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  1. Patrick Hayden (2013). Albert Camus and Rebellious Cosmopolitanism in a Divided World. Journal of International Political Theory 9 (2):194-219.
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  2. Patrick Hayden (2013). Exploring Existentialism and International Political Theory: Introduction. Journal of International Political Theory 9 (2):155-157.
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  3. Patrick Hayden (2012). Dignity in Adversity: Human Rights in Troubled Times, Benhabib ( Cambridge, Mass.: Polity Press, 2011), 288 Pp., $69.95 Cloth, $24.95 Paper. [REVIEW] Ethics and International Affairs 26 (4):481-483.
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  4. Patrick Hayden (2010). The Environment, Global Justice and World Environmental Citizenship. In Garrett Wallace Brown & David Held (eds.), The Cosmopolitanism Reader. Polity. 351.
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  5. Patrick Hayden (2010). The Relevance of Hannah Arendt's Reflections on Evil: Globalization and Rightlessness. [REVIEW] Human Rights Review 11 (4):451-467.
    The centenary of Hannah Arendt’s birth in 2006 has provided the catalyst for a body of literature grappling with the legacy of her thought, especially the question of its enduring political relevance. Yet this literature largely excludes from consideration a significant aspect of Arendt’s legacy, namely, her account of evil and its devastating political reality. This article contends that the neglect of Arendt’s understanding of the dynamic reality of evil unnecessarily delimits the opportunities her legacy affords to diagnose forms of (...)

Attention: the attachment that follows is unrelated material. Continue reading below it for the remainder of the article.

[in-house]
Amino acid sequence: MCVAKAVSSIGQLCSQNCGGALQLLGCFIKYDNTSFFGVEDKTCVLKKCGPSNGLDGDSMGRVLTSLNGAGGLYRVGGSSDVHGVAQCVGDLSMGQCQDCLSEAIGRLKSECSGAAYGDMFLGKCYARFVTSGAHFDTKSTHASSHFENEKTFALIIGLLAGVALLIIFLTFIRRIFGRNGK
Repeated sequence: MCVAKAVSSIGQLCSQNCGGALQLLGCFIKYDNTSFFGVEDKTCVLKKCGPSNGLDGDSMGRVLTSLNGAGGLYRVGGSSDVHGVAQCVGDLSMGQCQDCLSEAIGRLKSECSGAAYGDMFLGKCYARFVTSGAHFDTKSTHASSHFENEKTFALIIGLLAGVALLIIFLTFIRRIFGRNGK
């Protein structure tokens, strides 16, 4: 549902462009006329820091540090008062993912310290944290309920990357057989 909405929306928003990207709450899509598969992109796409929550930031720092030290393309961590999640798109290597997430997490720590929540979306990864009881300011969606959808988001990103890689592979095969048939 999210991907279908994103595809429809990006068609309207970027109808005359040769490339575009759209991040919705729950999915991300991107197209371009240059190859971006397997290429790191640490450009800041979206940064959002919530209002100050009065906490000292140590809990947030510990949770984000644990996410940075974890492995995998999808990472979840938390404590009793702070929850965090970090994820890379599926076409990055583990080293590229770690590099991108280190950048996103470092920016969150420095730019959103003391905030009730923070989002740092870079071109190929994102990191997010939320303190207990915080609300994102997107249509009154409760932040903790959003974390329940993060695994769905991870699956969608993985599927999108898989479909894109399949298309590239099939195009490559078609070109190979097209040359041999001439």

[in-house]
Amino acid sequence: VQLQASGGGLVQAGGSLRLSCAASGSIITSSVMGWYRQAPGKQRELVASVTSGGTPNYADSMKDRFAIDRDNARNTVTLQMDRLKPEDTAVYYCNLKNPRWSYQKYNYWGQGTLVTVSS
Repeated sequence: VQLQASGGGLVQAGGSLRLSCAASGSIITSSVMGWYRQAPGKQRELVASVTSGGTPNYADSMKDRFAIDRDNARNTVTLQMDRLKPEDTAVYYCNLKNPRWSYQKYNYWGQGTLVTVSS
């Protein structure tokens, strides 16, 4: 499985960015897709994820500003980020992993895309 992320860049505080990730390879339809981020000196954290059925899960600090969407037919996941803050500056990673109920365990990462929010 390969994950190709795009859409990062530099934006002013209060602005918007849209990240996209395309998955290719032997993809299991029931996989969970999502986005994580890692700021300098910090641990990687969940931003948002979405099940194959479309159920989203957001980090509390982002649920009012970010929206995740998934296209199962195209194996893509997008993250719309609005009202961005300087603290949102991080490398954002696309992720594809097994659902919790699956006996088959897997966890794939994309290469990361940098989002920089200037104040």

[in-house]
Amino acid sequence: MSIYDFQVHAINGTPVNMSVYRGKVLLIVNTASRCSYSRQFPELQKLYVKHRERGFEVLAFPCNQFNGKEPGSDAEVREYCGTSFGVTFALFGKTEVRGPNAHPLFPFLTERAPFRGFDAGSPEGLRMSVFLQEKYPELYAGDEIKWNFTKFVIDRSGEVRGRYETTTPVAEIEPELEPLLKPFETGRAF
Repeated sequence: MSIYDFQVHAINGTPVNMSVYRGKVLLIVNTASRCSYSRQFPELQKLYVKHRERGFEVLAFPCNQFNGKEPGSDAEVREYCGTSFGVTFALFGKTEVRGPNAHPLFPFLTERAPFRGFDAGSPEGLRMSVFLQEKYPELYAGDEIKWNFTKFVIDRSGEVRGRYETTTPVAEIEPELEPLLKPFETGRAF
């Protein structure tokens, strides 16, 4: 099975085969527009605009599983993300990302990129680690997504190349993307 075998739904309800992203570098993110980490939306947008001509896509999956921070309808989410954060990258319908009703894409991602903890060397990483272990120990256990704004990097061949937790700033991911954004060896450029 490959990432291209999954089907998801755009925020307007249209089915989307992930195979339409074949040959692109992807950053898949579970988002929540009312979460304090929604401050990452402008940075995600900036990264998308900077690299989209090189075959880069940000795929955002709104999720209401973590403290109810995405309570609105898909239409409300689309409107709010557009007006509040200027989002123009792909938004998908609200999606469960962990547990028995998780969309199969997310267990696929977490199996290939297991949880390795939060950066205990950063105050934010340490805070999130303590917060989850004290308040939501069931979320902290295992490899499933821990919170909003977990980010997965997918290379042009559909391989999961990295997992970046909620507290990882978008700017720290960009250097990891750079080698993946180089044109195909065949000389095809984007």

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  6. Patrick Hayden (2009). Political Evil in a Global Age: Hannah Arendt and International Theory. Routledge.
    Violating the human status : the evil of genocide and crimes against humanity -- Superfluous humanity : the evil of global poverty -- Citizens of nowhere : the evil of statelessness -- Effacing the political : the evil of neoliberal globalization.
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  7. Patrick Hayden (2004). Cosmopolitanism and the Need for Transnational Criminal Justice. Theoria 51 (104):69-95.
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  8. Patrick Hayden (2004). Constraining War: Human Security and the Human Right to Peace. [REVIEW] Human Rights Review 6 (1):35-55.
    The explicit articulation of a cosmopolitan conception of human security and a corresponding right to peace is a positive development in global politics, inasmuch as it decenters the state in our understanding of the human community and delegitimizes organized violence as the generally accepted means for the “continuation” of realist politics. I have argued that just war theory, when defined in suitably narrow fashion, helps to contribute to our thinking on issues of human security in several ways. First, it provides (...)
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  9. Patrick Hayden (2004). Towards Justice and Virtue. International Studies in Philosophy 36 (1):232-233.
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  10. David P. DiVincenzo, Patrick Hayden & Barbara M. Terhal (2003). Hiding Quantum Data. Foundations of Physics 33 (11):1629-1647.